Officials in a northern New Jersey town are collecting toenail clippings of residents to measure toxicity levels
, as they suspect thousands of residents could have been exposed to a poisonous metal known for its carcinogens.
Hexavalent chromium has spread underneath Garfield for the past three decades. About 3,600 individuals in 600 homes and condominiums in the town of about 30,000 could be at risk due to exposure to the metal used in industrial production, The Washington Post reported.
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To assess the extent of the leak, the Environmental Protection Agency will soon drill near the contaminated site, where thousands of pounds of the metal leaked from an EC Electroplating Co. tank in the early 1980s. The factory is surrounded by homes and apartments.
The EPA has also installed 40 monitoring wells to measure how far the metal has spread.
Concurrently, a group of scientists from New York University is working to assess how much chromium residents may have been exposed to.
The toenails of at least 250 non-smoking residents, aged 18 to 65, who have lived in a 3-mile radius of the spill for two or more years will be examined for traces of chromium, according to The Post.
Considering the slow rate at which toenails grow, researchers hope to determine how much metal has accumulated in residents' bodies over the past 18 months, said Judith Zelikoff, a researcher who is involved in the study.
"Our major goal is to try to relieve their fears," Zelikoff said. "With the economy, they can’t sell their homes. They don’t know if they got exposed."
City officials say the leak has not affected the city's drinking water, which is drawn from an external source. However, the EPA designated the immediate area around the spill a Superfund site in 2011, one of the nation’s most uncontrolled hazardous waste sites, The Post reported.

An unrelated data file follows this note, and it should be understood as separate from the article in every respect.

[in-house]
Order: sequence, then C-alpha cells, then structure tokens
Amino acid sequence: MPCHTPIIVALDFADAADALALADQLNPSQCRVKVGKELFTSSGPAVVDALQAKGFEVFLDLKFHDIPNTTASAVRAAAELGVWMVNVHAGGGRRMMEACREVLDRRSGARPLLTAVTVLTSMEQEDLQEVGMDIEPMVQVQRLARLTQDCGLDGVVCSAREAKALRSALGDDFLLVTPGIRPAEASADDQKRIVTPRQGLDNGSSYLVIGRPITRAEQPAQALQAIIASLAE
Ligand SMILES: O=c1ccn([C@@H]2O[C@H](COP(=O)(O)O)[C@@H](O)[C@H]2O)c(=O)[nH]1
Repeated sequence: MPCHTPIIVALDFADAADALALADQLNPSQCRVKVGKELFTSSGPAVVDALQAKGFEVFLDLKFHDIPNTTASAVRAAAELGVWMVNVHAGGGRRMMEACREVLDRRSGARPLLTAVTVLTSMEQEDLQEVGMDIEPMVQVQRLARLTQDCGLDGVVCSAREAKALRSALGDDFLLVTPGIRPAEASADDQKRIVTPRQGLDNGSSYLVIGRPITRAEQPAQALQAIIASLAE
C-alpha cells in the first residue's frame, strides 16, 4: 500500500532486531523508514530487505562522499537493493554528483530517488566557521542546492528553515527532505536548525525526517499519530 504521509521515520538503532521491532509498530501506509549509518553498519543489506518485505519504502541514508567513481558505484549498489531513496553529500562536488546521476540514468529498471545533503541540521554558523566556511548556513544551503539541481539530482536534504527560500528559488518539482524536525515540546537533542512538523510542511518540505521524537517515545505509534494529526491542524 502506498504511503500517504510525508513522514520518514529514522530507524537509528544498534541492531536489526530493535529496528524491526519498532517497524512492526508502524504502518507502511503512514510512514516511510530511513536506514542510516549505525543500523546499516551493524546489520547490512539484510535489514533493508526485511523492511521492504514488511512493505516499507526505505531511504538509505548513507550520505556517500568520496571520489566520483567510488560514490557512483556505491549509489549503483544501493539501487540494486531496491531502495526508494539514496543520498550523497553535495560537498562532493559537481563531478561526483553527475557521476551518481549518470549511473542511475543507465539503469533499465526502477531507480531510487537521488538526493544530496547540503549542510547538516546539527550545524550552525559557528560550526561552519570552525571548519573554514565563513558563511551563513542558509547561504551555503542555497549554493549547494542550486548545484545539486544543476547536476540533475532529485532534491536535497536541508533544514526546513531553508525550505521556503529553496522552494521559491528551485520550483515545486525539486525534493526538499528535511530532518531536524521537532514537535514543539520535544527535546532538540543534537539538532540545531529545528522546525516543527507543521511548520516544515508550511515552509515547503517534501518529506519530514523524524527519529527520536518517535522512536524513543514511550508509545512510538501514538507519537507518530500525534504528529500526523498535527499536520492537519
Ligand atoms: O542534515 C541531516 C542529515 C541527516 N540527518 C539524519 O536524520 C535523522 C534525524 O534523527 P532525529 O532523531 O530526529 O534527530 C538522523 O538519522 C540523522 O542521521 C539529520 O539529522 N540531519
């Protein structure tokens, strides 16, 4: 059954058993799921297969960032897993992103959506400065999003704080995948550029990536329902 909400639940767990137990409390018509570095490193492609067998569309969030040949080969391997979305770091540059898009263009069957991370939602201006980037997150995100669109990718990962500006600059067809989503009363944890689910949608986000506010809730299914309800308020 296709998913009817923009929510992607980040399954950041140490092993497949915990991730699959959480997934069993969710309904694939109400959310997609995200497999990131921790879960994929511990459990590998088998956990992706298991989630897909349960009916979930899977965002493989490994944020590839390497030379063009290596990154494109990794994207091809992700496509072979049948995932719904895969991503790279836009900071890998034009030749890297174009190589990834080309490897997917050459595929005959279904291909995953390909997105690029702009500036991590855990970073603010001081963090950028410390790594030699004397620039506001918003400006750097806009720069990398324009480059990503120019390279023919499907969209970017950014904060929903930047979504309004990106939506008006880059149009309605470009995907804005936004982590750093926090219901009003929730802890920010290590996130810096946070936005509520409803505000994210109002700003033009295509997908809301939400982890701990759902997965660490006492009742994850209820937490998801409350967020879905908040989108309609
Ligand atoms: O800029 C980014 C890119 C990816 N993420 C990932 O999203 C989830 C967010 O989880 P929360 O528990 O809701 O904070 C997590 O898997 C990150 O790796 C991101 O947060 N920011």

That year, officials advised residents to stay out of their basements to prevent potential chromium exposure. EPA officials removed chromium from EC Electroplating Co. and demolished the site last year, finding that some tanks had holes in them, potentially releasing even more chromium into the groundwater
, according to The Associated Press.
Large quantities of the harmful metal have been found in 14 homes in the town that have been cleaned up, while trace amounts were found in 30 to 40 homes. Testing continues, and a nearby school did not show elevated chromium levels.
Garfield City Manager Tom Duch said there is no higher incidence of cancer in the neighborhood than anywhere else in the city, though he feels there should be further scientific testing.
"I have some concerns," Duch told the Post. "There are residents who have come to meetings and said, 'This one died, that one died,' and I think it warrants further investigation."
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